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I need to prove that the set of all transcendental numbers is dense in $\mathbb{R}$, and to that end, I have written the following proof:

Let $\mathbb{T}$ denote the set of transcendental numbers in $\mathbb{R}$. First, notice that $\mathbb{T} \subset \mathbb{R}\setminus \mathbb{A}$, where $\mathbb{A}$ denotes the algebraic numbers in $\mathbb{R}$.

Next, since $\mathbb{A}$ is a field, it is closed under multiplication and $\forall a \in \mathbb{A}$, $a \neq 0$, $\exists a^{-1} \in \mathbb{A}$ such that $a^{-1}a = aa^{-1} = 1$. Thus, $\forall t \in \mathbb{T}$, $a \in \mathbb{A}$ s.t. $a \neq 0$, $x=ta \in \mathbb{T}$; otherwise, $t = xa^{-1}$ would be algebraic, when we assumed it was transcendental.

Since $\mathbb{Q} \subset \mathbb{A}$, it suffices to show that the rational multiples of transcendental numbers (or, at the very least, the rational multiples of a subset of the transcendental numbers) are dense in $\mathbb{R}$.

To that end, consider $a,b \in \mathbb{R}$ s.t. $a<b$. Then, $\displaystyle \frac{a}{\pi},\frac{b}{\pi}\in \mathbb{R}$, and $\displaystyle \frac{a}{\pi} < \frac{b}{\pi}$.

By the density of the rational numbers in the reals, $\exists\, q \in \mathbb{Q}$ s.t. $$ \frac{a}{\pi} < q < \frac{b}{\pi}. $$ Multiplying through by $\pi$, a transcendental number, we obtain $$ a < \pi q < b. $$ Since $a,b$ were arbitrary real numbers, and $\pi q \in \mathbb{T}$, we can conclude that $\exists$ a transcendental number between any two reals; i.e., $\mathbb{T}$ is dense in $\mathbb{R}$.

What I am asking here is whether someone could tell me if this proof is correct. I have seen a lot of proofs of the density of the transcendentals in $\mathbb{R}$ that involve countability. However, in this case, I would prefer a proof that does not resort to a countability argument.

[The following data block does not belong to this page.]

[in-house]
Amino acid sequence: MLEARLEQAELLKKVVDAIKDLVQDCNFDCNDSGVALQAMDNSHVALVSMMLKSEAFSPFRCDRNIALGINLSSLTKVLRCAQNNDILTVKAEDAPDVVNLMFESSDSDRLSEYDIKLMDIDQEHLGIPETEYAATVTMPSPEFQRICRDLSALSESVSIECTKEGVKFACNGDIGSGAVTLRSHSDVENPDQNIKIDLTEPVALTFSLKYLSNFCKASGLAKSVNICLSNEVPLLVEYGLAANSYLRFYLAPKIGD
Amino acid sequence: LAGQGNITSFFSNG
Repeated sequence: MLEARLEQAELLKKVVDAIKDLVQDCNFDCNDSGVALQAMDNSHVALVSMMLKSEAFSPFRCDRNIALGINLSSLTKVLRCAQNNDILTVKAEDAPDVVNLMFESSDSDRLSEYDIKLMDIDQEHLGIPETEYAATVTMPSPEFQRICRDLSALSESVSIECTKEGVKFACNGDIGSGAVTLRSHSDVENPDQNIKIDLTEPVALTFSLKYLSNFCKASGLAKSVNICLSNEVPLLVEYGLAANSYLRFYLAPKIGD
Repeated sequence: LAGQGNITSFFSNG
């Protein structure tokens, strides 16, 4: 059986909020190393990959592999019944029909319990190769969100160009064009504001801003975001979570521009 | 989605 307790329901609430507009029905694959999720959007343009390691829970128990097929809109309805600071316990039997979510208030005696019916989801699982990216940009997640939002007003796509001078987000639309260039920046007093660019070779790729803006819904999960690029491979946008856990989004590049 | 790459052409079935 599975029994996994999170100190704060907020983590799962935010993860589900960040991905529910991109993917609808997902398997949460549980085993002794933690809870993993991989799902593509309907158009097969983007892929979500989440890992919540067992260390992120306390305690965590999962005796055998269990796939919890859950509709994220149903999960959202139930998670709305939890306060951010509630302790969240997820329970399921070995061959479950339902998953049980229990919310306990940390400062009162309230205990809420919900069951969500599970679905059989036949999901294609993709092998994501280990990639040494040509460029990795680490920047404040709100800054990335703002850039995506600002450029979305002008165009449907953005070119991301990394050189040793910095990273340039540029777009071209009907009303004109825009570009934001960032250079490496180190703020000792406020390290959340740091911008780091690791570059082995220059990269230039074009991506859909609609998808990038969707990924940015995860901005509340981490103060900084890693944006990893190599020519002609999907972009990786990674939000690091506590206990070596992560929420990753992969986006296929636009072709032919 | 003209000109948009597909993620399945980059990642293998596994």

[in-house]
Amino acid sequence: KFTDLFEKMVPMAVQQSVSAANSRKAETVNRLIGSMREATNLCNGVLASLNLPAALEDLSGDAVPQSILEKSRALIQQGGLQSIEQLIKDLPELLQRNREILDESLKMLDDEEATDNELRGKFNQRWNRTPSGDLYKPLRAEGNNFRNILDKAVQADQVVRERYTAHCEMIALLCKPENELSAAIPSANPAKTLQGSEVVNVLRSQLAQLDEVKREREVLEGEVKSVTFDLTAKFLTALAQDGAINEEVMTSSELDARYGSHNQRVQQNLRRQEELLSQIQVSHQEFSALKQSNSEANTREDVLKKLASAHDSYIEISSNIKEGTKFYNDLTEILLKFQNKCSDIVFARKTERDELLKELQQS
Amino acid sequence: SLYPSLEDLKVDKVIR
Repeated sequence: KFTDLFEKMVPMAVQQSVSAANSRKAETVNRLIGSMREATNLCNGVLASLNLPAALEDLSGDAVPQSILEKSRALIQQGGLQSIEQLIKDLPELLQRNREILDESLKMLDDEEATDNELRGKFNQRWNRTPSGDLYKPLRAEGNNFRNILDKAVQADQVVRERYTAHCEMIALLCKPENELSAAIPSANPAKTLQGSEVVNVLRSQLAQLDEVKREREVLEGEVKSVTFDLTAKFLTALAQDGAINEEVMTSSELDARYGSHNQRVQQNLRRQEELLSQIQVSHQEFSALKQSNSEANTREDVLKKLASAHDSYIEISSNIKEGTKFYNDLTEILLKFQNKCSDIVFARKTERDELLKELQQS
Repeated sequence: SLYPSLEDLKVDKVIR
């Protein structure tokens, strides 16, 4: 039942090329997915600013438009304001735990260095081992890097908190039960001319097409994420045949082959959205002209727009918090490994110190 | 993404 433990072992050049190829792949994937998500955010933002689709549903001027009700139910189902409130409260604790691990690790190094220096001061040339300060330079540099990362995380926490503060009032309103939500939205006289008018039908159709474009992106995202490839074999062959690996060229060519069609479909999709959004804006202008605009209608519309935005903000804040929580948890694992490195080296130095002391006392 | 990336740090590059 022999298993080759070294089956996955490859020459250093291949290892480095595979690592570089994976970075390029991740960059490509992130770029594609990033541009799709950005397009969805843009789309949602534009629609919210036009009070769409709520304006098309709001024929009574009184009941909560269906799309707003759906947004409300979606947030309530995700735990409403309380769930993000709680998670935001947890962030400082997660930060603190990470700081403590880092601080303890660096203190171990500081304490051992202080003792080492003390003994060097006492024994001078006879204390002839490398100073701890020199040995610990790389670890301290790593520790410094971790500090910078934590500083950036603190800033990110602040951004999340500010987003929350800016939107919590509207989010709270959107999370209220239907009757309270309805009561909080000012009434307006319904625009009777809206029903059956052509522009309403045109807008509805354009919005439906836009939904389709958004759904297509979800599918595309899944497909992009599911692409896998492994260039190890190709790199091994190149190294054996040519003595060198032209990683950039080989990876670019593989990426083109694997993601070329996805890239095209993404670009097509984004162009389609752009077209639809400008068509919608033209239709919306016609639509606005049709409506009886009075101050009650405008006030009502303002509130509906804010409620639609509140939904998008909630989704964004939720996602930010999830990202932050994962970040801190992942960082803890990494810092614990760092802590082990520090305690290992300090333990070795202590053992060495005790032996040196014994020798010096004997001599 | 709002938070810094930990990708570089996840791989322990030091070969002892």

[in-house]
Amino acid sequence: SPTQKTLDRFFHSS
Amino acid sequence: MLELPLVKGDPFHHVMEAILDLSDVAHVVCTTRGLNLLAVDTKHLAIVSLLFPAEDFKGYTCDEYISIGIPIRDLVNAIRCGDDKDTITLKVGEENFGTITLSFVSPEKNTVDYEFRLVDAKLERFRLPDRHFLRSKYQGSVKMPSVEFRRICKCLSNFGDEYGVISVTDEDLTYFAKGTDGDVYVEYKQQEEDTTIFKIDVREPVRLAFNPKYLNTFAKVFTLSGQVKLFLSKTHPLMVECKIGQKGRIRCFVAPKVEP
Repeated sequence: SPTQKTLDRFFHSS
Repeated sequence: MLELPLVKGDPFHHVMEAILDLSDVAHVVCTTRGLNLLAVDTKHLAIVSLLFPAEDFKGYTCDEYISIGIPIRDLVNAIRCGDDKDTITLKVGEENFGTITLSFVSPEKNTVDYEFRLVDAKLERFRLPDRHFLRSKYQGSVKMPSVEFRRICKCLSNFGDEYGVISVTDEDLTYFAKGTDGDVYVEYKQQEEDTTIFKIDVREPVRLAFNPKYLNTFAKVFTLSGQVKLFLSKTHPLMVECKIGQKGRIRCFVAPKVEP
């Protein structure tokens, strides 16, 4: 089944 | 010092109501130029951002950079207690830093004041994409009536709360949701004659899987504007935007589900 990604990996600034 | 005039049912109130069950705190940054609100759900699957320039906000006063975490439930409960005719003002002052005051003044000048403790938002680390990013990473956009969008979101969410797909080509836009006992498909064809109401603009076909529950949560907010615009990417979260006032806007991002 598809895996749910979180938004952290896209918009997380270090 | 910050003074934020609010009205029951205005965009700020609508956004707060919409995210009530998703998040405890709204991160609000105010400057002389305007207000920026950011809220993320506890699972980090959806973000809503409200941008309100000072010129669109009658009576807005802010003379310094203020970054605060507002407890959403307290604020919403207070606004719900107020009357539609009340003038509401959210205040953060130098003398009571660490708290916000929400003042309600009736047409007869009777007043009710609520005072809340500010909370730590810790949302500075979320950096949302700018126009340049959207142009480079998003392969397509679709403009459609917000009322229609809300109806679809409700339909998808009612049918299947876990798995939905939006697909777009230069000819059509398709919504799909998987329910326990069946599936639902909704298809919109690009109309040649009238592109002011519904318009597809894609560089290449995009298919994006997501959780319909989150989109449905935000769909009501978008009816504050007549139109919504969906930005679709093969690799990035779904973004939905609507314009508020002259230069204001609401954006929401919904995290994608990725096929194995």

Thank you.

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    $\begingroup$ Easier to consider $\{c+\pi:c\in\Bbb Q\}$ surely. $\endgroup$ – Lord Shark the Unknown Aug 22 '17 at 22:13
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    $\begingroup$ $\pi q$ is not transcendental when $q=0$. $\endgroup$ – Lord Shark the Unknown Aug 22 '17 at 22:13
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    $\begingroup$ This looks right to me. Personally, I would say "let $c$ be a transcendental number" since the existence of transcendental numbers is easier to prove than the fact that $\pi$ is transcendental. (I don't think many people would harp on this though). $\endgroup$ – Elliot G Aug 22 '17 at 22:16
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    $\begingroup$ There is something missing. Dragons, I think. $\endgroup$ – Will Jagy Aug 22 '17 at 22:21
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    $\begingroup$ I've actually never seen the show. $\endgroup$ – Will Jagy Aug 22 '17 at 22:26
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You can remove almost all of the words in your proof! By including so many details, you make the proof hard to read. This is all you need:

Let $a,b \in \mathbb{R}$ s.t. $a<b$. By the density of the rational numbers in the reals, $\exists\, q\neq0 \in \mathbb{Q}$ s.t. $\frac{a}{\pi} < q < \frac{b}{\pi}$ and therefore $a < \pi q < b$. Since $\pi q$ is transcendental, we are done.

If your reader doesn't believe that $\frac{a}{\pi} < q < \frac{b}{\pi}$ implies $a < \pi q < b$, or that $\pi q$ is transcendental when $q\neq0$, then it's their responsibility to educate themselves.

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